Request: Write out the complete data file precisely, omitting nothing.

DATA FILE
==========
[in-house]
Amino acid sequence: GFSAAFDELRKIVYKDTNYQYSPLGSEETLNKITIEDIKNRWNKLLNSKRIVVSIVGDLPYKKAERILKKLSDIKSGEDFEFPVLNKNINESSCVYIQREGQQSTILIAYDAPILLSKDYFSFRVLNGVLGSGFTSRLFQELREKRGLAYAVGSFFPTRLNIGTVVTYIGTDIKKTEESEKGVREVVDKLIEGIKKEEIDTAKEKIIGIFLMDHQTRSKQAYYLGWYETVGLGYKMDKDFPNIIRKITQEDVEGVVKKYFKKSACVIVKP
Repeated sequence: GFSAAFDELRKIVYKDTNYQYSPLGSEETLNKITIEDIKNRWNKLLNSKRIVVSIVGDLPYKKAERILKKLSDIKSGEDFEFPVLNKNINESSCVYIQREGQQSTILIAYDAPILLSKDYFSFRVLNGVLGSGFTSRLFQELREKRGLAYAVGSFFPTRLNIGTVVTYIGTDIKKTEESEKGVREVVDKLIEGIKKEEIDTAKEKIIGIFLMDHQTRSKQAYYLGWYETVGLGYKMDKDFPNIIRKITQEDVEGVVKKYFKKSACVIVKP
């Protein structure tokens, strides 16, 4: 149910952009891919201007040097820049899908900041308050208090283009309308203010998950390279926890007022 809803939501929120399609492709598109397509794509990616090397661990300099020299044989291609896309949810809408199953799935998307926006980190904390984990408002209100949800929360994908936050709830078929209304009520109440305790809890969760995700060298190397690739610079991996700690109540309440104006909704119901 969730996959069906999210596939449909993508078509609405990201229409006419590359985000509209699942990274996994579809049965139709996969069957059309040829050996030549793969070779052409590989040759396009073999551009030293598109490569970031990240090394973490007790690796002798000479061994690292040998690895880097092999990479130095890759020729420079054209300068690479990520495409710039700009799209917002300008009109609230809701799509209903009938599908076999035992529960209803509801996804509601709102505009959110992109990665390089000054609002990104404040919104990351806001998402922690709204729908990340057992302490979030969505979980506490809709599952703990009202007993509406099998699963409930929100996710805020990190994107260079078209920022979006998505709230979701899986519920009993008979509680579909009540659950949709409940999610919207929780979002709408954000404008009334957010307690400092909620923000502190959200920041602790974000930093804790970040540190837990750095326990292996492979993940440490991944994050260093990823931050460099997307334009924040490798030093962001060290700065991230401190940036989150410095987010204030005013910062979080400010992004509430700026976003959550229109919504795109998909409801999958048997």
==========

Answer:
[in-house]
Amino acid sequence: GFSAAFDELRKIVYKDTNYQYSPLGSEETLNKITIEDIKNRWNKLLNSKRIVVSIVGDLPYKKAERILKKLSDIKSGEDFEFPVLNKNINESSCVYIQREGQQSTILIAYDAPILLSKDYFSFRVLNGVLGSGFTSRLFQELREKRGLAYAVGSFFPTRLNIGTVVTYIGTDIKKTEESEKGVREVVDKLIEGIKKEEIDTAKEKIIGIFLMDHQTRSKQAYYLGWYETVGLGYKMDKDFPNIIRKITQEDVEGVVKKYFKKSACVIVKP
Repeated sequence: GFSAAFDELRKIVYKDTNYQYSPLGSEETLNKITIEDIKNRWNKLLNSKRIVVSIVGDLPYKKAERILKKLSDIKSGEDFEFPVLNKNINESSCVYIQREGQQSTILIAYDAPILLSKDYFSFRVLNGVLGSGFTSRLFQELREKRGLAYAVGSFFPTRLNIGTVVTYIGTDIKKTEESEKGVREVVDKLIEGIKKEEIDTAKEKIIGIFLMDHQTRSKQAYYLGWYETVGLGYKMDKDFPNIIRKITQEDVEGVVKKYFKKSACVIVKP
């Protein structure tokens, strides 16, 4: 149910952009891919201007040097820049899908900041308050208090283009309308203010998950390279926890007022 809803939501929120399609492709598109397509794509990616090397661990300099020299044989291609896309949810809408199953799935998307926006980190904390984990408002209100949800929360994908936050709830078929209304009520109440305790809890969760995700060298190397690739610079991996700690109540309440104006909704119901 969730996959069906999210596939449909993508078509609405990201229409006419590359985000509209699942990274996994579809049965139709996969069957059309040829050996030549793969070779052409590989040759396009073999551009030293598109490569970031990240090394973490007790690796002798000479061994690292040998690895880097092999990479130095890759020729420079054209300068690479990520495409710039700009799209917002300008009109609230809701799509209903009938599908076999035992529960209803509801996804509601709102505009959110992109990665390089000054609002990104404040919104990351806001998402922690709204729908990340057992302490979030969505979980506490809709599952703990009202007993509406099998699963409930929100996710805020990190994107260079078209920022979006998505709230979701899986519920009993008979509680579909009540659950949709409940999610919207929780979002709408954000404008009334957010307690400092909620923000502190959200920041602790974000930093804790970040540190837990750095326990292996492979993940440490991944994050260093990823931050460099997307334009924040490798030093962001060290700065991230401190940036989150410095987010204030005013910062979080400010992004509430700026976003959550229109919504795109998909409801999958048997």